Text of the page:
Albemarle Co. Planning Commission Meets to Discuss New Event Rules For Farmers

By: Val Thompson
By: Val Thompson

July 15, 2014

The Albemarle County Planning Commission is recommending some new guidelines for farmers who want to take advantage of agritourism. The guidelines are in response to a new state law that went into effect July 1.

The law makes it easier for farmers to launch tourism ventures without county oversight, which concerned some members of the planning commission.

"There was a gap there where the county was not going to know what these enterprises were, how many of them were there, and where they were located," said planning commissioner Rick Randolph, who represents the Scottsville District.

The guidelines the planning commission are recommending are designed to fill that gap. They would apply mostly to small farms, defined as 21 acres or less. Farms of that size would need to seek a zoning clearance, for example, to start hosting agritourism events, or to start selling their products to a large group of people in a single day on site.

This zoning clearance would likely require a face-to-face meeting with someone from the county, to discuss things like parking and access to bathrooms.

"We just want to be sure that that business gets the best guidance possible," Randolph said.

The planning commission expressed concerns that some small farms would be unprepared to prevent environmental impacts from the visitors, such as "trash and impacts on rivers, streams, wetlands," Randolph said.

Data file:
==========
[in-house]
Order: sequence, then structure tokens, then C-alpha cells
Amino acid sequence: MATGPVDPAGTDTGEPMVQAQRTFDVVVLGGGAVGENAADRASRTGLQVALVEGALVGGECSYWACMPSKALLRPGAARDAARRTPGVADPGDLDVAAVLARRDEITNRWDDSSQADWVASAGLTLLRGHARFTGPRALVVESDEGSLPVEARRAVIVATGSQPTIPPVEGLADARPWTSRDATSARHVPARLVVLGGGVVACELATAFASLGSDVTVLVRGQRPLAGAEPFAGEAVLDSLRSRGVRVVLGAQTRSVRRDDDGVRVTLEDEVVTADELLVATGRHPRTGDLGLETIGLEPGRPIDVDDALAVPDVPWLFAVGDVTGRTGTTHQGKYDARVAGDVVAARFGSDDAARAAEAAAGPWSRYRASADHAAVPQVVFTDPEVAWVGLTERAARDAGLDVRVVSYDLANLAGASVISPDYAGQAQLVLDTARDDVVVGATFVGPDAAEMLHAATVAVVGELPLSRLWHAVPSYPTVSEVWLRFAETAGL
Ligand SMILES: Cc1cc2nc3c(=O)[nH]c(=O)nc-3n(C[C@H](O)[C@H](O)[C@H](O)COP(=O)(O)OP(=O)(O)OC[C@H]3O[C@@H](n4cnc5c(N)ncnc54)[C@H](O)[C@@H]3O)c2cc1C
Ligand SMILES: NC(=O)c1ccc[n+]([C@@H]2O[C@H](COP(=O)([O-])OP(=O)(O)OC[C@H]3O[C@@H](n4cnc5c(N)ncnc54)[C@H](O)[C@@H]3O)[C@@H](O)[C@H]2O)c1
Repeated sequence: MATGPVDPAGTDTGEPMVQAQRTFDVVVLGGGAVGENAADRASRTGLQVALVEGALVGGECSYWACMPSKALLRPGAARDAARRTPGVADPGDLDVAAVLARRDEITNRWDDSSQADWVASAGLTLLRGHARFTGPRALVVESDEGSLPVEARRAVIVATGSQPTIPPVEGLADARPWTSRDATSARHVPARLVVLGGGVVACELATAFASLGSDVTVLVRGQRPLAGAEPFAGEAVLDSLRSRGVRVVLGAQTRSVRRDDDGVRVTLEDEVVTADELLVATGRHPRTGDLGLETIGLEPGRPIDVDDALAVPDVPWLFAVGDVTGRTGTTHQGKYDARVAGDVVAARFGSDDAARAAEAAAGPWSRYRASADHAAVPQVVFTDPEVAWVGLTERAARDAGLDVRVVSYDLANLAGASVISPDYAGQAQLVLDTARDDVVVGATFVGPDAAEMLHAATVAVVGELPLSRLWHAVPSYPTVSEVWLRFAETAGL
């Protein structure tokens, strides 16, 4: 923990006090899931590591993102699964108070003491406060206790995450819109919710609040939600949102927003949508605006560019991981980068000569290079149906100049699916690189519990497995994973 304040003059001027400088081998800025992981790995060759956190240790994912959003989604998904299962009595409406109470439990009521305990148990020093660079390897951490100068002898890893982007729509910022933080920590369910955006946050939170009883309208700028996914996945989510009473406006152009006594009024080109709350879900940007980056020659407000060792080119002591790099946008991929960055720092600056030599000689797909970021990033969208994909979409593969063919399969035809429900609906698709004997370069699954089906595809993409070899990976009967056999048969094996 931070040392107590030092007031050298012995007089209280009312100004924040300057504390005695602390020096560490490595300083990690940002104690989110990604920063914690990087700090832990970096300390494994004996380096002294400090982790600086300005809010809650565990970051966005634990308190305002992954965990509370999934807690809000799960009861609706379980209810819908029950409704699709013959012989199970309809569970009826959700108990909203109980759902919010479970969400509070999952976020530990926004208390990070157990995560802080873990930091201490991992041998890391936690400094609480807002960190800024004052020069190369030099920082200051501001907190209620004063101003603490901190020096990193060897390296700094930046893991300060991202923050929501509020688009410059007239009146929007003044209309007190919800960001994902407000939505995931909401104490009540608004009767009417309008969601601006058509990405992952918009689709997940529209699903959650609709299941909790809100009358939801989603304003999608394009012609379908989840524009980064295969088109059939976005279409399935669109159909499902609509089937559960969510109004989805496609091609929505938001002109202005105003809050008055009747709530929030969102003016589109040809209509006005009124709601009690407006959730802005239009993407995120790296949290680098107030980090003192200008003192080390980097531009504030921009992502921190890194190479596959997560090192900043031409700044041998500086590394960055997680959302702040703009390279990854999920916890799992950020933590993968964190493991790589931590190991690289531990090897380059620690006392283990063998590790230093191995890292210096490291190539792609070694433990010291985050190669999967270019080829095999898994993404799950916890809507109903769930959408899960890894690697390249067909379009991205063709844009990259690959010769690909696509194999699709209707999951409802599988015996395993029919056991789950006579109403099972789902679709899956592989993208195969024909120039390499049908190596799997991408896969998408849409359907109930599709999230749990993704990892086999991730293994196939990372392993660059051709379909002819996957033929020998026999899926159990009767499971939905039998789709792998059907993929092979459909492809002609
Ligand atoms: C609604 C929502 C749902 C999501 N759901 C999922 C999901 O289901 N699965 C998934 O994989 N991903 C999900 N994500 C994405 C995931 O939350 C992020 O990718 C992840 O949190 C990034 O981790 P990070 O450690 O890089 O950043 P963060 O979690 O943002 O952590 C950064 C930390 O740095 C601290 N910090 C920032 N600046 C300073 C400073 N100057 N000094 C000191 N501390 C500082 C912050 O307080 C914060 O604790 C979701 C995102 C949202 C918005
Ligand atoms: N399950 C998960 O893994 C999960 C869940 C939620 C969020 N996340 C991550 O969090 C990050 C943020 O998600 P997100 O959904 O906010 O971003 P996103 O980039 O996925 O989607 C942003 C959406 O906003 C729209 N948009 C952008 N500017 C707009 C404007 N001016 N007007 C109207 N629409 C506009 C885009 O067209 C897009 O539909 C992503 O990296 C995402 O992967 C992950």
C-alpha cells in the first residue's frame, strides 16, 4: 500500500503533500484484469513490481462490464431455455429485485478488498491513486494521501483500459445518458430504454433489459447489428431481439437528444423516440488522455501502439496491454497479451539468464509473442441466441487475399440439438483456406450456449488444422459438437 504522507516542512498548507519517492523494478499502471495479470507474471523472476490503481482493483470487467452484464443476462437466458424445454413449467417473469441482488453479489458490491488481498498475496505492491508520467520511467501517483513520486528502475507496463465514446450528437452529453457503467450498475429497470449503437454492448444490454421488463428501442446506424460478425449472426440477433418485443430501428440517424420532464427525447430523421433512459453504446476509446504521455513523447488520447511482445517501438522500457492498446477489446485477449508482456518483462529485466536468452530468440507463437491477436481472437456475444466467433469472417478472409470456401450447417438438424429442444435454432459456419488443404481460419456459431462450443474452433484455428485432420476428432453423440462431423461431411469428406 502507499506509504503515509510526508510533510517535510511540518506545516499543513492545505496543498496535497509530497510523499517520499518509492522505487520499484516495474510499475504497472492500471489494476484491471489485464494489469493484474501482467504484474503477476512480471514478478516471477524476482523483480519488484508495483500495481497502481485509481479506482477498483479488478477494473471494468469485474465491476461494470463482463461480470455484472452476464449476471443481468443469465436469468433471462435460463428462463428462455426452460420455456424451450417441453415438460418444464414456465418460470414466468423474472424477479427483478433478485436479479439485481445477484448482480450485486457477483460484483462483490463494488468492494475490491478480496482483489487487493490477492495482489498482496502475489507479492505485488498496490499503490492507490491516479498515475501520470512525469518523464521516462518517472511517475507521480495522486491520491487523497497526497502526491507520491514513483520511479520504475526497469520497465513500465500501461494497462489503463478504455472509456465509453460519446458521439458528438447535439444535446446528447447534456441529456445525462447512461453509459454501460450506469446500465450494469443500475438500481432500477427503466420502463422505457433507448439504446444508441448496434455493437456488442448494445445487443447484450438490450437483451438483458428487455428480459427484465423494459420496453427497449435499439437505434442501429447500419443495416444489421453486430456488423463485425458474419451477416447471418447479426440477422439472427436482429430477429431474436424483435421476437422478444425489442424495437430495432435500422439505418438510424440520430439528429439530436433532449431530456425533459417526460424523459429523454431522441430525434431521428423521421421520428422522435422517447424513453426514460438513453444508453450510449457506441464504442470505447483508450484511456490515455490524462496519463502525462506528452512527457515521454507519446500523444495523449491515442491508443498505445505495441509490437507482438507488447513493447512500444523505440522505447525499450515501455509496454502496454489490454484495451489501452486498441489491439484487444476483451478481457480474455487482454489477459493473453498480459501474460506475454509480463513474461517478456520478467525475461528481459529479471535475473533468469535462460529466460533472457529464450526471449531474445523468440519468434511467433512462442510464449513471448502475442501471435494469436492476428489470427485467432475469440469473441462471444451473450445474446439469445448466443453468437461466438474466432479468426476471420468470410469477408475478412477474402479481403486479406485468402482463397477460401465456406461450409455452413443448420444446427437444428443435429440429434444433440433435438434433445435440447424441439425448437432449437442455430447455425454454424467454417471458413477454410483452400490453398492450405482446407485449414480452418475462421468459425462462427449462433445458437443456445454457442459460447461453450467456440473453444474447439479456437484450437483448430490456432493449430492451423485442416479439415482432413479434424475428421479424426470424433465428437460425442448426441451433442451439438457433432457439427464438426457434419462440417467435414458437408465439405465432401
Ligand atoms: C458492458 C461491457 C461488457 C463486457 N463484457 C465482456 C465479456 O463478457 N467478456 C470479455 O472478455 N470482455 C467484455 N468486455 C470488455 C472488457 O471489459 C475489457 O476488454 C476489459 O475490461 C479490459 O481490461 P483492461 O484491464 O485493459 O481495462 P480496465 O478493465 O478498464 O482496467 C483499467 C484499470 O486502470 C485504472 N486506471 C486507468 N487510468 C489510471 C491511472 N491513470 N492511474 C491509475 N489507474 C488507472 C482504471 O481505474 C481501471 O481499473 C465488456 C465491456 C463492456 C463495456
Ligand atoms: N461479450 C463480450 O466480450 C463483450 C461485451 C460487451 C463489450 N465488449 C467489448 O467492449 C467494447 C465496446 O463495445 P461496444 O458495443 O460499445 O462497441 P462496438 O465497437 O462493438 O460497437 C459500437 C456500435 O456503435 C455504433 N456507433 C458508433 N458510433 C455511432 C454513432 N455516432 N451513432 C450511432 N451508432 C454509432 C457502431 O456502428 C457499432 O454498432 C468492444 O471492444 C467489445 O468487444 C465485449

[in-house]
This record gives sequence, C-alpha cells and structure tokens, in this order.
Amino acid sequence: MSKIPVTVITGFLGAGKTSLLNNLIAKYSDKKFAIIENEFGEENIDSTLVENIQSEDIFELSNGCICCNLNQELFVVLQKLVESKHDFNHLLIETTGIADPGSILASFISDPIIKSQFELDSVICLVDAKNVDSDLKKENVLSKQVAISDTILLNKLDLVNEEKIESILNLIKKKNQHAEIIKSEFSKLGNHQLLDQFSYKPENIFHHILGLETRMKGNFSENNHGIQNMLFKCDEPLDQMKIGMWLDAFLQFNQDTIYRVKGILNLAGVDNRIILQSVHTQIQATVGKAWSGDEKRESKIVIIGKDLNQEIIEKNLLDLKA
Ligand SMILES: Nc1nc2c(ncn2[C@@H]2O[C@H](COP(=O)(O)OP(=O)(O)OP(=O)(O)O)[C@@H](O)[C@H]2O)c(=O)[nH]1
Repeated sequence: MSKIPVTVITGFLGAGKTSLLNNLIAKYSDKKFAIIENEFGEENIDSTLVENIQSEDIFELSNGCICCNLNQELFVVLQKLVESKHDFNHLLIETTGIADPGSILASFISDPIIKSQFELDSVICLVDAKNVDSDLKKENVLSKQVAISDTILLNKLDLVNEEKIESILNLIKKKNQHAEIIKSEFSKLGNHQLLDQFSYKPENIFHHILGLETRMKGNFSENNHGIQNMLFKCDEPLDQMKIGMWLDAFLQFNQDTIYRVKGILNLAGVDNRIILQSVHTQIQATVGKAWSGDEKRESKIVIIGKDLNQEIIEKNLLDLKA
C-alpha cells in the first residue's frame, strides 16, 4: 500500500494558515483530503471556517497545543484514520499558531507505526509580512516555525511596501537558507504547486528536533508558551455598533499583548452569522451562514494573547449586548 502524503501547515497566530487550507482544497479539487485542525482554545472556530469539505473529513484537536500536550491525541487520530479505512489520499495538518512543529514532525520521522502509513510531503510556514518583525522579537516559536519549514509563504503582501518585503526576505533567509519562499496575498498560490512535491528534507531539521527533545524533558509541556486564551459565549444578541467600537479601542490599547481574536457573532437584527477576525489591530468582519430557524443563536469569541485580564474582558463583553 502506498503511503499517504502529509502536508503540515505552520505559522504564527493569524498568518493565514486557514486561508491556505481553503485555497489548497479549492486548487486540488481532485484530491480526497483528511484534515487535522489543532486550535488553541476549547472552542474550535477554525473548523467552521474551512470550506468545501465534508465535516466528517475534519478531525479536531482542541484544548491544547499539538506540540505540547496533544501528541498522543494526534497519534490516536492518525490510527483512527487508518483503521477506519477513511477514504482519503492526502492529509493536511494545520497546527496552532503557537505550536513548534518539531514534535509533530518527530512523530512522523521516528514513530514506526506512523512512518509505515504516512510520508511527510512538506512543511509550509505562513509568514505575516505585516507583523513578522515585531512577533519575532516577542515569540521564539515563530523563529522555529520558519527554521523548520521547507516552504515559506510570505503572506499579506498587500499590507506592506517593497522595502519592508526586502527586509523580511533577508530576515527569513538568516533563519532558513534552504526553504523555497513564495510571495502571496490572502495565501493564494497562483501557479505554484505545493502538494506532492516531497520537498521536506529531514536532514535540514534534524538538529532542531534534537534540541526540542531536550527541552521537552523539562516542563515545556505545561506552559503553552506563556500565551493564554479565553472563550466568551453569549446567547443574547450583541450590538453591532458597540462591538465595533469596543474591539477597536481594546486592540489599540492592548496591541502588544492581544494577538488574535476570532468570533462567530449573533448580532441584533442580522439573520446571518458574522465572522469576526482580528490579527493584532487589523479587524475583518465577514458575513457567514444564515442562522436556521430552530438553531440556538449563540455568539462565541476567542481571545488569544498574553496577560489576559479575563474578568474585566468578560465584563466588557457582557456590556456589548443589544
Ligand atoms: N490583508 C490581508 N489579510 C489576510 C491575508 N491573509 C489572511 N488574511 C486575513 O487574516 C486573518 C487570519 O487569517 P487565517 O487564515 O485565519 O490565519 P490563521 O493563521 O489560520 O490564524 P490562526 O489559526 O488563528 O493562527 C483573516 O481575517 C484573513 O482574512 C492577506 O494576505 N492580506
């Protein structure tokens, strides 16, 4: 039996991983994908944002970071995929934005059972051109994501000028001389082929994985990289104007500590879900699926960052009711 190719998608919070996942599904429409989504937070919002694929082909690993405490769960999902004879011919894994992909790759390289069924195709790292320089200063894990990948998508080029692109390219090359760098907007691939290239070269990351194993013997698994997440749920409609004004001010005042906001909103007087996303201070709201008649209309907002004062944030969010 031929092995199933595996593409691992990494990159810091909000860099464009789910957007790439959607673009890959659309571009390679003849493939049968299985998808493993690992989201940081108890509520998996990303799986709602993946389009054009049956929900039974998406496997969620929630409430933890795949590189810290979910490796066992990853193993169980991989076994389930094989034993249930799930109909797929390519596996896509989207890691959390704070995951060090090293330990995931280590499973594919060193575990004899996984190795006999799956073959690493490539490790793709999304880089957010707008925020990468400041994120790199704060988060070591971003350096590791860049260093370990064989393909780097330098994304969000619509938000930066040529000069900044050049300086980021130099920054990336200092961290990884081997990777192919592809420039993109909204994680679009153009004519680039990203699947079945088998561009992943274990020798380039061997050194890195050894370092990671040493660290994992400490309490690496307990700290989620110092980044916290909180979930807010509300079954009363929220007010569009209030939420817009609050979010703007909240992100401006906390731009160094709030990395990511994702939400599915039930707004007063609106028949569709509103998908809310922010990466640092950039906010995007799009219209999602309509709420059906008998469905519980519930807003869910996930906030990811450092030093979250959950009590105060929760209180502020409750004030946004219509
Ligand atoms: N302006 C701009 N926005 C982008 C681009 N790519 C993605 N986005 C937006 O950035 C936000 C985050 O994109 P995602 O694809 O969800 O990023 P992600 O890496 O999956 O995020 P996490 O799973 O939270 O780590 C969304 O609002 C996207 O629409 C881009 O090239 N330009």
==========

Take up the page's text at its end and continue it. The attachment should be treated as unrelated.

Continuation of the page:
Large wineries and breweries are not impacted as much by the zoning clearances, but they would need to continue to get permits to hold events with more than 200 people.

Neil Williamson, the President of the Free Enterprise Forum, spoke at the hearing and said the county might be going too cautious with the regulations, especially when it comes to traffic concerns.

"When I look at 25 cars coming in through the course of the day, I don't find that to be the same level of intensity that some of the commissioners seem to have trouble with," Williamson said.

But Randolph says those numbers can add up quickly, especially if there are multiple farms having visitors on the same road.

"What you don't want to see is have an explosion of these businesses," Randolph said. "What previously was a beautiful, bucolic road, is now just swarming with people coming in."

Williamson says that the county could face legal opposition if the regulations are too strict, since the new state law says the county can only require a special use permit in agritourism if there is a "substantial impact on the health, safety, or general welfare of the public."

The planning commission voted unanimously to recommend the guidelines to the board of supervisors. The board will have the final say on how strict the rules are.


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